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Asian-Australas J Anim Sci > Volume 10(4); 1997 > Article
Review Paper
Asian-Australasian Journal of Animal Sciences 1997;10(4): 335-356.
DOI: https://doi.org/10.5713/ajas.1997.335    Published online August 1, 1997.
Bovine growth hormone and milk fat synthesis : from the body to the molecule - Review -
W. Y. Kim, J. K. Ha, In K. Han, R. L. Baldwin
Abstract
Injection of bovine growth hormone (bGH) to lactating dairy cows increases milk yield and yields of milk components including fat. It is generally believed that most of the primarily mediated by IGF-1. IGF-1 is a strong anabolic peptide in the plasma of animals and exerts mitogenic and metabolic effects on target cells. Contrary to most protein hormones, the majority of IGF-1 in circulation is bound to the binding proteins (IGFBPs) which are known to be responsible for modifying the biological actions of IGF-1, thus making determinations of IGF-1 actions more difficult. On the other hand, fat is a major milk component and the greatest energy source in milk. Currently, the fat content of milk is one of the major criteria used in determining milk prices. It has been known that flavor and texture of dairy products are mainly affected by milk fat and its composition. Acetyl-CoA carboxylase (ACC) is the rate limiting enzyme which catalyzes the conversion of acetyl-CoA to malonyl-CoA for fatty acid synthesis in lipogenic tissues of animals including bovine lactating mammary glands. In addition to the short-term hormonal regulation of ACC by changes in the catalytic efficiency per enzyme molecule brought about by phosphorylation and dephosphorylation of the enzyme, the long-term hormonal regulation of ACC by changes in the number of enzyme molecules plays an essential role in control of ACC and lipogenesis. Insulin, at supraphysiological concentrations, binds to IGF-1 receptors, thereby mimicking the biological effects of IGF-1. The receptors for insulin and IGF-1 share structural and functional homology. Furthermore, epidermal growth factor increased ACC activity in rat hepatocytes and adipocytes. Therefore, it can be assumed that IGF-1 mediating bGH action may increase milk fat production by stimulation ACC with phosphorylation (short term) and/or increasing amounts of the enzyme proteins (long term). Consequently, the main purpose of this paper is to give the readers not only the galactopoietic effects of bGH, but also the insight of bGH action with regard to stimulating milk fat synthesis from the whole body to the molecular levels.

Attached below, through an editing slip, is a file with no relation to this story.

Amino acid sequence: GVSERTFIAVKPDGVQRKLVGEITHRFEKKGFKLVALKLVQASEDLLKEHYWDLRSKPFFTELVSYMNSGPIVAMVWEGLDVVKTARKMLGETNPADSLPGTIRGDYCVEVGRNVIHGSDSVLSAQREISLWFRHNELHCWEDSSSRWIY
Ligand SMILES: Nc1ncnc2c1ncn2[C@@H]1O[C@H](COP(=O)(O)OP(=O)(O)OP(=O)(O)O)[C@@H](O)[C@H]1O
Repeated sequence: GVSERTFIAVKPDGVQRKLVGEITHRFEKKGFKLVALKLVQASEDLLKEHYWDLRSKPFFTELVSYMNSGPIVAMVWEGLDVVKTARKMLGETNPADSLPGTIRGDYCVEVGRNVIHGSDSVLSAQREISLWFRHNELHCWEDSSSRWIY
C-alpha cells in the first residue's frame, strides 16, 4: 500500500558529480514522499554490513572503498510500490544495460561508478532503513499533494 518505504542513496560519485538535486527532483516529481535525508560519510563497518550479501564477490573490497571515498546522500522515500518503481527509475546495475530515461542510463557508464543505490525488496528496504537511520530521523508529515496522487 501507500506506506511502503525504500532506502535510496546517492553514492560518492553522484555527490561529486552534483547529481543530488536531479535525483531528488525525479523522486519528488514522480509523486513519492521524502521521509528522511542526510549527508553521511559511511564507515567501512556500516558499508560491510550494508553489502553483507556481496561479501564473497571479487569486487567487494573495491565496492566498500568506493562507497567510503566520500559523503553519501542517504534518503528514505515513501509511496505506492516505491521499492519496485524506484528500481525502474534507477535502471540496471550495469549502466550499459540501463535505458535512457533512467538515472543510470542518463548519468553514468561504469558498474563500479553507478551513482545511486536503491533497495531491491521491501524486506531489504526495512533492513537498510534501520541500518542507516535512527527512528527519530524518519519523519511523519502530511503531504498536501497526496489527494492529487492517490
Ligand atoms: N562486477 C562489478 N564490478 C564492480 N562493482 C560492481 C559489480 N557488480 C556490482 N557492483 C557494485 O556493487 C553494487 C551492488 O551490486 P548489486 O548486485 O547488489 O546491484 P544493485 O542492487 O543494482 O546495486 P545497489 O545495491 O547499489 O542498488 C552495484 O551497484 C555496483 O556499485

Keywords: Bovine Growth Hormone; Insulin-Like Growth Factor-1; Milk Fat Synthesis; Acetyl-CoA Carboxylase
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